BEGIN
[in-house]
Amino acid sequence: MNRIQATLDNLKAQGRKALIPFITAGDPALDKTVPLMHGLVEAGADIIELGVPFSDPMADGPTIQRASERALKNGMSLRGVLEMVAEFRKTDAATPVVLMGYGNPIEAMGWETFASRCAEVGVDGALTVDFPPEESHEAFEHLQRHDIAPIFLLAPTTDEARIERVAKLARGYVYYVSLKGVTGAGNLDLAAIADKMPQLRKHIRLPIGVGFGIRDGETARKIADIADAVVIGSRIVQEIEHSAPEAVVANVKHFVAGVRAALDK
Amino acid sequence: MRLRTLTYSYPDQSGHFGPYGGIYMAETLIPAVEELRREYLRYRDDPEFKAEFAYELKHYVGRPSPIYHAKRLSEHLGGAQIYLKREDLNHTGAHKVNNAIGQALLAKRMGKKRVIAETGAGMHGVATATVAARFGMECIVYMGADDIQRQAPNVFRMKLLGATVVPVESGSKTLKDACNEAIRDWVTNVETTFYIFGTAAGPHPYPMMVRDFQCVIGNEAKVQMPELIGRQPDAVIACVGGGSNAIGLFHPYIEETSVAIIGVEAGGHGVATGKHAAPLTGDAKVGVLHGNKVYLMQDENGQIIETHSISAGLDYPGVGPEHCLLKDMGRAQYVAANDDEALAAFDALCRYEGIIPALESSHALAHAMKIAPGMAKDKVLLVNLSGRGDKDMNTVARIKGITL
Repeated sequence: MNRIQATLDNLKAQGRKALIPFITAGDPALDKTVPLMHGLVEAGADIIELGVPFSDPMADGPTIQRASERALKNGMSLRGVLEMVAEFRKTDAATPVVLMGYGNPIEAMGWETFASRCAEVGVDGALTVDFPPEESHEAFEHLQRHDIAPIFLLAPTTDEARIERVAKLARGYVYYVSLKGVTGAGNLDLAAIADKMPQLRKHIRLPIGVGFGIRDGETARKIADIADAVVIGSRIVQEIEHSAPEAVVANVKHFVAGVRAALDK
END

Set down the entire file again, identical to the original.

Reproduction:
[in-house]
Amino acid sequence: MNRIQATLDNLKAQGRKALIPFITAGDPALDKTVPLMHGLVEAGADIIELGVPFSDPMADGPTIQRASERALKNGMSLRGVLEMVAEFRKTDAATPVVLMGYGNPIEAMGWETFASRCAEVGVDGALTVDFPPEESHEAFEHLQRHDIAPIFLLAPTTDEARIERVAKLARGYVYYVSLKGVTGAGNLDLAAIADKMPQLRKHIRLPIGVGFGIRDGETARKIADIADAVVIGSRIVQEIEHSAPEAVVANVKHFVAGVRAALDK
Amino acid sequence: MRLRTLTYSYPDQSGHFGPYGGIYMAETLIPAVEELRREYLRYRDDPEFKAEFAYELKHYVGRPSPIYHAKRLSEHLGGAQIYLKREDLNHTGAHKVNNAIGQALLAKRMGKKRVIAETGAGMHGVATATVAARFGMECIVYMGADDIQRQAPNVFRMKLLGATVVPVESGSKTLKDACNEAIRDWVTNVETTFYIFGTAAGPHPYPMMVRDFQCVIGNEAKVQMPELIGRQPDAVIACVGGGSNAIGLFHPYIEETSVAIIGVEAGGHGVATGKHAAPLTGDAKVGVLHGNKVYLMQDENGQIIETHSISAGLDYPGVGPEHCLLKDMGRAQYVAANDDEALAAFDALCRYEGIIPALESSHALAHAMKIAPGMAKDKVLLVNLSGRGDKDMNTVARIKGITL
Repeated sequence: MNRIQATLDNLKAQGRKALIPFITAGDPALDKTVPLMHGLVEAGADIIELGVPFSDPMADGPTIQRASERALKNGMSLRGVLEMVAEFRKTDAATPVVLMGYGNPIEAMGWETFASRCAEVGVDGALTVDFPPEESHEAFEHLQRHDIAPIFLLAPTTDEARIERVAKLARGYVYYVSLKGVTGAGNLDLAAIADKMPQLRKHIRLPIGVGFGIRDGETARKIADIADAVVIGSRIVQEIEHSAPEAVVANVKHFVAGVRAALDK